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ALS advocate Sandy Morris, changing tides: FDA and I AM ALS meet to discuss FDA guidance


“Look at a stonecutter hammering away at his rock, perhaps a hundred times without as much as a crack showing in it. Yet at the hundred-and-first blow, it will split in two, and I know it was not the last blow that did it, but all that had gone before.” – Jacob Riis

We are incredibly grateful for the opportunity to meet with the FDA leaders on September 26th to discuss the FDA ALS Guidance Document that has been in the works for over six years. An updated version of this document is set to be released prior to September 30, 2019. It is an exciting time for ALS patients and those who love them, as at last we will have in hand, a guidance document reflecting humane clinical trial design as well as a supportive stance for Expanded Access. Pharma and biotech firms will at last know that innovative and novel trial design is expected in this jackpot of a disease.  You see, oncology and HIV/AIDS have had the privilege of humane elements incorporated in their clinical trials and many are reaping the benefits.  We merely want the same consideration.

Here at I AM ALS, we have been working diligently for the last eighteen months to ensure that this ALS document reflects humanity in clinical trials because, well, these trials are actually designed for humans, and used on humans … not zebrafish, not mice.

With this said, we have collaborated with many fierce advocates and ALS organizations to make sure we don’t work in a vacuum. Some of these powerful advocates are not with us any longer and it is up to us to carry their voices forward. We have poured over multiple documents and recommendations provided by many teams who want and demand a more useful guidance document to advance the ALS science with improved clinical trial design and measurements.  We believe wholeheartedly that we are better together.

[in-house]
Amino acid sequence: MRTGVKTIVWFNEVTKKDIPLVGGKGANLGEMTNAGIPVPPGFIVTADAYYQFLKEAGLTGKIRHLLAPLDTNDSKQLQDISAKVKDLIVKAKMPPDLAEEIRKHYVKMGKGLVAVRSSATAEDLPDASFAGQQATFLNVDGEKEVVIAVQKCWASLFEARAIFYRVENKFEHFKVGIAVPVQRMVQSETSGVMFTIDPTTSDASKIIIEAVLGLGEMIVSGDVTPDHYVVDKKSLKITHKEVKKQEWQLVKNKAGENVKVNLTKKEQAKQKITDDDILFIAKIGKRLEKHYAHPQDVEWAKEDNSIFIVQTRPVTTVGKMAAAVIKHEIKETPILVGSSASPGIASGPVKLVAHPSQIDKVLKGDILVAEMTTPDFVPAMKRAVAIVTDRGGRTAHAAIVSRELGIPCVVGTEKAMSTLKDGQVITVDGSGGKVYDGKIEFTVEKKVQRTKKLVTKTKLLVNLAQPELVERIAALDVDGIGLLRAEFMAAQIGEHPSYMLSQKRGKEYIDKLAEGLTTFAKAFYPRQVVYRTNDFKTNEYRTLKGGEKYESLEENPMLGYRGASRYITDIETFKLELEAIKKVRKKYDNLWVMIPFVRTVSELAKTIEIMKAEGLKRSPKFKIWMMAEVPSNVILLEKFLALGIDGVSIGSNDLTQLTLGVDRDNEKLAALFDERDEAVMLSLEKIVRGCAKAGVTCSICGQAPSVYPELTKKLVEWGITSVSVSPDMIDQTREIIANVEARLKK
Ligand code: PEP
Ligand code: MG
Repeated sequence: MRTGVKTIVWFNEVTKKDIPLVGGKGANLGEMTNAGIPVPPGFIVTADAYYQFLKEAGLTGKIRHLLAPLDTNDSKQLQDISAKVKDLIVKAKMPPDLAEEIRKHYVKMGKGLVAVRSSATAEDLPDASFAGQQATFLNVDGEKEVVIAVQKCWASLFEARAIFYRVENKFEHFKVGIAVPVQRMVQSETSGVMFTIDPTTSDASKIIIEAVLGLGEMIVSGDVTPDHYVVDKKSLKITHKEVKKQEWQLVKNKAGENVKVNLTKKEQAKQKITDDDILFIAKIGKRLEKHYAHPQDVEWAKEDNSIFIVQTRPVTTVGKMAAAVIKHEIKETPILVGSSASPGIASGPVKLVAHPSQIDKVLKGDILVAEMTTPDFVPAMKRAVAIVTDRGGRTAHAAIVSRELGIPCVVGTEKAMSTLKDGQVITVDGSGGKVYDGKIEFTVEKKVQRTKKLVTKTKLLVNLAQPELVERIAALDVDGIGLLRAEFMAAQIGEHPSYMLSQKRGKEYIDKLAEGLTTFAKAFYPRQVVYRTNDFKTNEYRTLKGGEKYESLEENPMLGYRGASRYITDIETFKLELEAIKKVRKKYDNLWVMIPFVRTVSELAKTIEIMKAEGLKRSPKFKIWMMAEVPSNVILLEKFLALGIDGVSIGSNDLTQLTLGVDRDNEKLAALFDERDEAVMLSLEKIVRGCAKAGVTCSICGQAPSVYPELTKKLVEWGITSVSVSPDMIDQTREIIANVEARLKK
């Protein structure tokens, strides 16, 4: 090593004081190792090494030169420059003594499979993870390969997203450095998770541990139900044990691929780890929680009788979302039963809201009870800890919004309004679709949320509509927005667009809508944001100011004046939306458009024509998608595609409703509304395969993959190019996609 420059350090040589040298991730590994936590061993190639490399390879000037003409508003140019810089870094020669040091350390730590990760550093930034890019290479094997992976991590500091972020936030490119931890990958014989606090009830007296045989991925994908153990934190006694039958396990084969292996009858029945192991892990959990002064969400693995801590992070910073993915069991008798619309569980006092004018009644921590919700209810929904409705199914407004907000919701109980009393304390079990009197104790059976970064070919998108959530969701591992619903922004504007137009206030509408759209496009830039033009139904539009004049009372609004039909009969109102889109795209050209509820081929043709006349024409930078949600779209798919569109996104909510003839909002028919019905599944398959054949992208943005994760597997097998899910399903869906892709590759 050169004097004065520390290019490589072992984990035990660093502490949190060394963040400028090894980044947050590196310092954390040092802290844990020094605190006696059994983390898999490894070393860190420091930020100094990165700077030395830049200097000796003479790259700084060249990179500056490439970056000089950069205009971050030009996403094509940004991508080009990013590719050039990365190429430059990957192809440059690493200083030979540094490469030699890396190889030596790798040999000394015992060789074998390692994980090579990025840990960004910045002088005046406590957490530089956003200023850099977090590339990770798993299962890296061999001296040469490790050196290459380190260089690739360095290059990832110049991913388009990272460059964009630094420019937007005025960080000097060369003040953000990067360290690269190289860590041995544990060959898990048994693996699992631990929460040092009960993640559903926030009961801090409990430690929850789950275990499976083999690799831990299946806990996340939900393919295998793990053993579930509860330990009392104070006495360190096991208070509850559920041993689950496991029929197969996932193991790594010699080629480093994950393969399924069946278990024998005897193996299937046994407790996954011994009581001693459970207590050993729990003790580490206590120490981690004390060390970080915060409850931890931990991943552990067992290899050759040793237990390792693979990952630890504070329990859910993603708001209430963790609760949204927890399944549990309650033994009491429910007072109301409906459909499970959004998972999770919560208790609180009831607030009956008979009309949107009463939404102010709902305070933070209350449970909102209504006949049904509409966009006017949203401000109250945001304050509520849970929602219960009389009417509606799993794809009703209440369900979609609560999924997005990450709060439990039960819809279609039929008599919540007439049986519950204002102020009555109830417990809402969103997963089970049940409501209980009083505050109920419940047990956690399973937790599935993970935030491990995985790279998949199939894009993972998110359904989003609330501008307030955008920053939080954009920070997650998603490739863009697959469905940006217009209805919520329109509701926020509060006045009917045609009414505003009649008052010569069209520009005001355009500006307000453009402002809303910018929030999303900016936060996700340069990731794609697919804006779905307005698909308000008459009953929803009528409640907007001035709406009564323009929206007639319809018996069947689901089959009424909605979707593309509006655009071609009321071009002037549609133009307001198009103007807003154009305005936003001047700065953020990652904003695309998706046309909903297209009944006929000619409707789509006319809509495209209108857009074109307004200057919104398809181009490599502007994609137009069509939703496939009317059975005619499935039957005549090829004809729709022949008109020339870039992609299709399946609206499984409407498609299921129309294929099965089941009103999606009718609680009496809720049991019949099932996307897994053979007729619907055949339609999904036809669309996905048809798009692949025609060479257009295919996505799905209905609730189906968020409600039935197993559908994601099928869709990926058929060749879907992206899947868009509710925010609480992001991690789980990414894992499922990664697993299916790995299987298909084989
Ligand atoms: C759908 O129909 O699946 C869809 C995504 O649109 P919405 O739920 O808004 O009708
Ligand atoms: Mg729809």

We all agree that clinical trial inclusion and exclusion criterion needs to be validated. If a trial is stating that a patient must be 60 years old or younger to join the trial — we need to know why. If a trial will exclude an ALS patient because they have shown symptoms for over 18 months — we need to know why. Same with placebo usage (control factors) and lengthy observation periods – which should always be minimized when possible.

Another exciting area of the recommendations that we made is that we are asking for the We Are Not Zebrafish (WANZ) clause to be implemented. Currently, if ALS patients are showing unprecedented results, the trial cannot be disrupted as it could jeopardize it. However, if people are dying or worsening, an Independent Review Board will go in and see if it is due to the treatment. The irony here is that currently we will investigate if “the dying are dying faster, but not if the dying are showing signs of living.” We find this unacceptable.

We are grateful for the partnership we have with FDA leaders and have been applauded for our strong collaboration, prioritization and organizational efforts. We didn’t just coordinate ideas, we wrote a recommendation document that could be ‘plugged in.’ No need to rewrite the whole ALS Guidance document, just input the areas that are outdated and desperately needed the refresh. And keep in mind that this guidance needs to remain relevant, it is a live document that needs to be updated frequently as the ALS science grows, we must grow right alongside it. That is absolutely our intent and goal.

See our FDA ALS Guidance document recommendation here. Let us know if this excites you as much as it does us. The recent scientific progress in this disease feels like a BIG step in the right direction of a long run. We can’t wait to keep you updated as we continue to run faster. Thank you for those who are running with us. Truly this is just the beginning.


We will find cures for ALS. The only question is when. That answer depends on you.

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